0.63

0.65

0.00

1.39

1.32

1.39

1.38

1.52

1.55

1.40

1.36

0.00

0.79

0.77

0.70

1.49

1.53

1.33

1.34

0.84

0.00

0.79

0.78

1.48

1.49

1.37

1.29

0.79

0.77

0.00

0.74

1.47

1.49

1.33

1.35

0.70

0.76

0.76

0.00

We then investigated the minimum amount of data required before no longer being able to cluster the subsets into their corresponding domains. Table 2 shows the same KL divergence

Next we evaluated the data selection rate, or how fast the selected data set grows as a function of the amount of input data. For this experiment, the selection operates on one utterance at a time and the target domain is set to VS. The “already selected” data set is initialized by randomly sampling 10 min of data from the VS test set. The input data consists of a sequence of 100k utterances from a random mix of IME and VS utterances. Figure 1 represents the number of selected utterances as a function of the number of input utterances. It shows that the data selection procedure saturates after processing about 40K utterances. This implies that in its current form, the data selection algorithm cannot construct a very large selected data set because ultimately the distributions P and Q of the target and the selected iVectors get very close to each other and no utterance get selected any more. For that reason, we adopted an approach where the input set of utterances is split into multiple subsets of

Figure 1: Number of selected utterances as a function of the

Figure 2: WER comparing Random data selection with the Pro-

number of input utterances.

posed approach for various amount of training data.

40k utterances each and the data selection is run independently on each subset. This led to a selection procedure that retained about 1/5th of the input data. 4.3.3. Recognition experiments In the next set of experiments, we trained an iVector factor model with 128 bases and ran the data selection procedure selecting one utterance at a time using VS as a target domain. The selection data set consisted of 600 hours of IME data and the algorithm ended-up selecting a total of 150 hours of data. From that selected data set we extracted the first 25 hours, 50 hours, 75 hours, 100 hours and 125 hours of data to construct multiple training sets. We also constructed random subsets of equivalent size from the original 600 hours set. For each amount of data, we then ended-up with 2 training sets: the first one, randomly selected from the 600 hours data set, the second one, selected using the proposed data selection approach. We then built a speaker independent HMM-system based on a scaled-down version of our Voice Search training procedure [16] using LDA-based feature vectors and boosted-MMI training [17]. Results are available in Figure 2 and are given in terms of word error rates (WER). The system trained on the data set selected by the proposed algorithm outperforms random data selection for all training set sizes. When using a 25-hours training set, the word error rate reduction is 1% absolute; it is 0.6% on the 75-hours training set, and 0.3% on the 125-hours set.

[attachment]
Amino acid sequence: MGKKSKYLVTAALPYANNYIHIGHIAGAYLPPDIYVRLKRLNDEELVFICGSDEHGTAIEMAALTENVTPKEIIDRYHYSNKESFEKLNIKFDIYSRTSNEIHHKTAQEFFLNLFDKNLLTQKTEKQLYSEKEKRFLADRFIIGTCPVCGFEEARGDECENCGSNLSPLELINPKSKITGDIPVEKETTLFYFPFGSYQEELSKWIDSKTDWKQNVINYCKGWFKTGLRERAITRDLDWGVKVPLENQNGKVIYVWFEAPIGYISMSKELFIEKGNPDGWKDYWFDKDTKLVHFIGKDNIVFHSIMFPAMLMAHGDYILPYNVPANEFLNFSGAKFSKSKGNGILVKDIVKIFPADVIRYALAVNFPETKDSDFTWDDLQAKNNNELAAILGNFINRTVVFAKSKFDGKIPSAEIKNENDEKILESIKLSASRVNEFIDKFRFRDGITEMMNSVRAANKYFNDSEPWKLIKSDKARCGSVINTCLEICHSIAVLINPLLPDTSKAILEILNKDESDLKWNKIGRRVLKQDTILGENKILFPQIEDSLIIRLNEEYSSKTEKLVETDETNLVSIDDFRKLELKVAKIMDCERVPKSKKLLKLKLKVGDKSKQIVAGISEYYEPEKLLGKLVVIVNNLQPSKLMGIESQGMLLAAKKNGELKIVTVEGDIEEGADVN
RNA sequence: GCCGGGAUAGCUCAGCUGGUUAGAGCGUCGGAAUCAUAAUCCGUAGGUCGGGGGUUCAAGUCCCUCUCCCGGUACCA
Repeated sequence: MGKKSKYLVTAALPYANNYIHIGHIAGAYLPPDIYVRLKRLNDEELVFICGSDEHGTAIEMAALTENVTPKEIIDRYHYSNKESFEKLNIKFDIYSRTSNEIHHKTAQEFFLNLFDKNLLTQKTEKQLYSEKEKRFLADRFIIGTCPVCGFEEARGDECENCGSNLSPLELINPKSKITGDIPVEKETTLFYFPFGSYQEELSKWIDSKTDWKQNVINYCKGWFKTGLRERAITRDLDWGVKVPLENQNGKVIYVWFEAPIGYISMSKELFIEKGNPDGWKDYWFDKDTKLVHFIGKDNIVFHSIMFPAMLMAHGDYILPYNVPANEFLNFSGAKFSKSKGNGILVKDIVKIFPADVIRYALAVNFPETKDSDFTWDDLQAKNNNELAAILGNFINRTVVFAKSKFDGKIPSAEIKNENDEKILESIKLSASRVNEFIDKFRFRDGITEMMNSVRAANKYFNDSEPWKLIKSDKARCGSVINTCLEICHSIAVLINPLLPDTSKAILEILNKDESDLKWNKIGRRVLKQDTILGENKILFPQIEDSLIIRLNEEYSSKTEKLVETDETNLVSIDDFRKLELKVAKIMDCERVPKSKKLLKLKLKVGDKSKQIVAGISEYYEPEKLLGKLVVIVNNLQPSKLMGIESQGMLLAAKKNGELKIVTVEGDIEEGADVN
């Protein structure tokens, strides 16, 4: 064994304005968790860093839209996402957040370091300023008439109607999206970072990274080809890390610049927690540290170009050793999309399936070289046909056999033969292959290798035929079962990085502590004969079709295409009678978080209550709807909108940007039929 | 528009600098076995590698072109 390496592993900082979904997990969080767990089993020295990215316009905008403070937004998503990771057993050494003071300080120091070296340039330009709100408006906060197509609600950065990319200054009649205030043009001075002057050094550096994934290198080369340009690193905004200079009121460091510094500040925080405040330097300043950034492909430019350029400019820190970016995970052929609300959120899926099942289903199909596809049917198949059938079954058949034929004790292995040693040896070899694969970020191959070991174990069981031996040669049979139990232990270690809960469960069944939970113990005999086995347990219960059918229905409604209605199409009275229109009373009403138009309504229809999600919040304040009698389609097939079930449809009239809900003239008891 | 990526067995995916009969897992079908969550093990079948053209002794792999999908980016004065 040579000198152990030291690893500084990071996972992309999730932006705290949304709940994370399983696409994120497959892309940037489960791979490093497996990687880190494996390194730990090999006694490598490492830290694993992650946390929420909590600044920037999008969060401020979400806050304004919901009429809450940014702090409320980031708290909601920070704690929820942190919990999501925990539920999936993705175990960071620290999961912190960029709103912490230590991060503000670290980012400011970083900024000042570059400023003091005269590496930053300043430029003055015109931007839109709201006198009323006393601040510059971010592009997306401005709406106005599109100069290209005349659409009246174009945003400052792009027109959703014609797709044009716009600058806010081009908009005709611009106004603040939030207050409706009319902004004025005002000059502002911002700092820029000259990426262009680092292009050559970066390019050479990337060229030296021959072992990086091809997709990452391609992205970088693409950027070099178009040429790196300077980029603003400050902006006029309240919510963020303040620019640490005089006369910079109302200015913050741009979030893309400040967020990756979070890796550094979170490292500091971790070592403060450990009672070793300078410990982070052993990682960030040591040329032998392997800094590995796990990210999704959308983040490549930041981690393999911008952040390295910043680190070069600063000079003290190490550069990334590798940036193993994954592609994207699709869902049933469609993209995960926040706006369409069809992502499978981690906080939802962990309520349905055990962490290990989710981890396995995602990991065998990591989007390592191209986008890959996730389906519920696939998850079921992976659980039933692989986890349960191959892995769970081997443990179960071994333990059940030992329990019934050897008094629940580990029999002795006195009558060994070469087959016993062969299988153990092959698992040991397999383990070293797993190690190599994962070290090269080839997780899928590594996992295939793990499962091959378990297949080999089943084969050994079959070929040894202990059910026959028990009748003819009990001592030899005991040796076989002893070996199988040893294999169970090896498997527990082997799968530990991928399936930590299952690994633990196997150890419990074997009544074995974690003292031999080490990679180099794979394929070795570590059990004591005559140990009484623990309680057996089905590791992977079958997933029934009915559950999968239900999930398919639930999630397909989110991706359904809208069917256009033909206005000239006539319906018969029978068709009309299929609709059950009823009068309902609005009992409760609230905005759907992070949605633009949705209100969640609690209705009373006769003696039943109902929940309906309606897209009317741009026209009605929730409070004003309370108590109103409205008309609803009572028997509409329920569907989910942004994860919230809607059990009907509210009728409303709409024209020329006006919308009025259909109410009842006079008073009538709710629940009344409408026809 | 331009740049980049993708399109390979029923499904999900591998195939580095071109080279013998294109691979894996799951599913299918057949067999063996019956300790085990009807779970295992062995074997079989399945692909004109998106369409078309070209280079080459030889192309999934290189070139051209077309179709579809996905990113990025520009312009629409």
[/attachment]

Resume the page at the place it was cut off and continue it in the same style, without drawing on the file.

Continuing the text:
5. Conclusions We proposed a sequential data selection approach designed to construct a training set matching a desired in-domain utterance distribution from an out-of-domain data set. The selection algorithm is based on a relative entropy criterion and the distributions are defined as the distributions of the iVector associated to each utterance. We have shown that when using Normal distributions with full covariance matrices, it is possible to characterize a data set and cluster data subsets based on their respective domains. Recognition experiments have shown that the proposed approach outperforms random selection of a training set.